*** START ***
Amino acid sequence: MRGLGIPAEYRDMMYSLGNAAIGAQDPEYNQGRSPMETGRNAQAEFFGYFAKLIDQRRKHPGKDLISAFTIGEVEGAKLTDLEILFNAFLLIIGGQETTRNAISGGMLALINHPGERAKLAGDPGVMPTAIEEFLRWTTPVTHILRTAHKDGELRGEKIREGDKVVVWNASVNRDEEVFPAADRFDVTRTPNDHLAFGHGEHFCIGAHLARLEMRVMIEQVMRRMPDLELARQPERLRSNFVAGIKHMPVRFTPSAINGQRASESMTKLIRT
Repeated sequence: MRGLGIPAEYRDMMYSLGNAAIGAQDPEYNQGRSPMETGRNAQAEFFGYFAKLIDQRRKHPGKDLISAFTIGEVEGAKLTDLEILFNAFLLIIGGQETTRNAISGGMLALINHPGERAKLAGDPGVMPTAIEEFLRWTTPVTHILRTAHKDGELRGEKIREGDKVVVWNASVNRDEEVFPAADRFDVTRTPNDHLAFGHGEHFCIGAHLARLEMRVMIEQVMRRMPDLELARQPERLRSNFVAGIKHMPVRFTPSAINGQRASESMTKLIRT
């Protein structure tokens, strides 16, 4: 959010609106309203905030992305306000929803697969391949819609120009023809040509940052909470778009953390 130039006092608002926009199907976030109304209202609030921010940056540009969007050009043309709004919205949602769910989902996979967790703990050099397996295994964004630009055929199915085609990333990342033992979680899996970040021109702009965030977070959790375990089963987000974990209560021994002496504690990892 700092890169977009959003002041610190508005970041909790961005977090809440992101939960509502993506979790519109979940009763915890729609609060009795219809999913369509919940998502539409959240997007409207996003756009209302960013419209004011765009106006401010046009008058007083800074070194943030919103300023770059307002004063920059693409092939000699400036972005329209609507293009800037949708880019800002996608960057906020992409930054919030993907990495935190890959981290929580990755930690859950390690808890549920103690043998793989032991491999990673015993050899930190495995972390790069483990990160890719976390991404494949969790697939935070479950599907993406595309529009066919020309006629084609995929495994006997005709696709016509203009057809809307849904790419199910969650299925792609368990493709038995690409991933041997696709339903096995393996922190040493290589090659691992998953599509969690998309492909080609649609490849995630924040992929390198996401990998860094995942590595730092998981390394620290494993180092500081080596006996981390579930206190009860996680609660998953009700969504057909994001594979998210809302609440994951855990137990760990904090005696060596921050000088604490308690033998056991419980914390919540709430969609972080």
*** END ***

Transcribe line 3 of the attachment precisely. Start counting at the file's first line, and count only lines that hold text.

């Protein structure tokens, strides 16, 4: 959010609106309203905030992305306000929803697969391949819609120009023809040509940052909470778009953390 130039006092608002926009199907976030109304209202609030921010940056540009969007050009043309709004919205949602769910989902996979967790703990050099397996295994964004630009055929199915085609990333990342033992979680899996970040021109702009965030977070959790375990089963987000974990209560021994002496504690990892 700092890169977009959003002041610190508005970041909790961005977090809440992101939960509502993506979790519109979940009763915890729609609060009795219809999913369509919940998502539409959240997007409207996003756009209302960013419209004011765009106006401010046009008058007083800074070194943030919103300023770059307002004063920059693409092939000699400036972005329209609507293009800037949708880019800002996608960057906020992409930054919030993907990495935190890959981290929580990755930690859950390690808890549920103690043998793989032991491999990673015993050899930190495995972390790069483990990160890719976390991404494949969790697939935070479950599907993406595309529009066919020309006629084609995929495994006997005709696709016509203009057809809307849904790419199910969650299925792609368990493709038995690409991933041997696709339903096995393996922190040493290589090659691992998953599509969690998309492909080609649609490849995630924040992929390198996401990998860094995942590595730092998981390394620290494993180092500081080596006996981390579930206190009860996680609660998953009700969504057909994001594979998210809302609440994951855990137990760990904090005696060596921050000088604490308690033998056991419980914390919540709430969609972080």